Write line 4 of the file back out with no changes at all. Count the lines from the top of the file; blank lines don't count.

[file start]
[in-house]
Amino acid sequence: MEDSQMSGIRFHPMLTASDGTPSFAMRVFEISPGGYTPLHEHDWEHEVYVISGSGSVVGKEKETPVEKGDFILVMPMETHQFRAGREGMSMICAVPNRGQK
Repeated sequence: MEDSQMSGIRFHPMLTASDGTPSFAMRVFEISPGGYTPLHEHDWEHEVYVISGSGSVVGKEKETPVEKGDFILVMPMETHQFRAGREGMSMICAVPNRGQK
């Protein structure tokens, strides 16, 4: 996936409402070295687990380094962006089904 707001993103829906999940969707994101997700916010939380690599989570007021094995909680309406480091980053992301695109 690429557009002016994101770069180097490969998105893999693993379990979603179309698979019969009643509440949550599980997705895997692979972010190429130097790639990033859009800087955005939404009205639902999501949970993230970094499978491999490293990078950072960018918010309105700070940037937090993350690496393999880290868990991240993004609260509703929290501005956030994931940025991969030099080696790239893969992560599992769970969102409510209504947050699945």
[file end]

């Protein structure tokens, strides 16, 4: 996936409402070295687990380094962006089904 707001993103829906999940969707994101997700916010939380690599989570007021094995909680309406480091980053992301695109 690429557009002016994101770069180097490969998105893999693993379990979603179309698979019969009643509440949550599980997705895997692979972010190429130097790639990033859009800087955005939404009205639902999501949970993230970094499978491999490293990078950072960018918010309105700070940037937090993350690496393999880290868990991240993004609260509703929290501005956030994931940025991969030099080696790239893969992560599992769970969102409510209504947050699945």